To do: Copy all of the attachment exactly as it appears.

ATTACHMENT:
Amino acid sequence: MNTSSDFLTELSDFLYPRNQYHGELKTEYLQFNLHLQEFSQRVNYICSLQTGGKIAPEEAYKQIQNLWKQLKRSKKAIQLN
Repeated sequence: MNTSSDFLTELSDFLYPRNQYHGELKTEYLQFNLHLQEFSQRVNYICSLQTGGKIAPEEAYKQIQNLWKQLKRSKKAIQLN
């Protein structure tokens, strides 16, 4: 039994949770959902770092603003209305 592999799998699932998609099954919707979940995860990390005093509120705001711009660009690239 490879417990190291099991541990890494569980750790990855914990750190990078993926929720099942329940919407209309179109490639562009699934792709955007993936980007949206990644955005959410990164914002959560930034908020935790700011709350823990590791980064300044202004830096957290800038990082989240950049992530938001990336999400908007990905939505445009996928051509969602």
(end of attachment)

Amino acid sequence: MNTSSDFLTELSDFLYPRNQYHGELKTEYLQFNLHLQEFSQRVNYICSLQTGGKIAPEEAYKQIQNLWKQLKRSKKAIQLN
Repeated sequence: MNTSSDFLTELSDFLYPRNQYHGELKTEYLQFNLHLQEFSQRVNYICSLQTGGKIAPEEAYKQIQNLWKQLKRSKKAIQLN
């Protein structure tokens, strides 16, 4: 039994949770959902770092603003209305 592999799998699932998609099954919707979940995860990390005093509120705001711009660009690239 490879417990190291099991541990890494569980750790990855914990750190990078993926929720099942329940919407209309179109490639562009699934792709955007993936980007949206990644955005959410990164914002959560930034908020935790700011709350823990590791980064300044202004830096957290800038990082989240950049992530938001990336999400908007990905939505445009996928051509969602």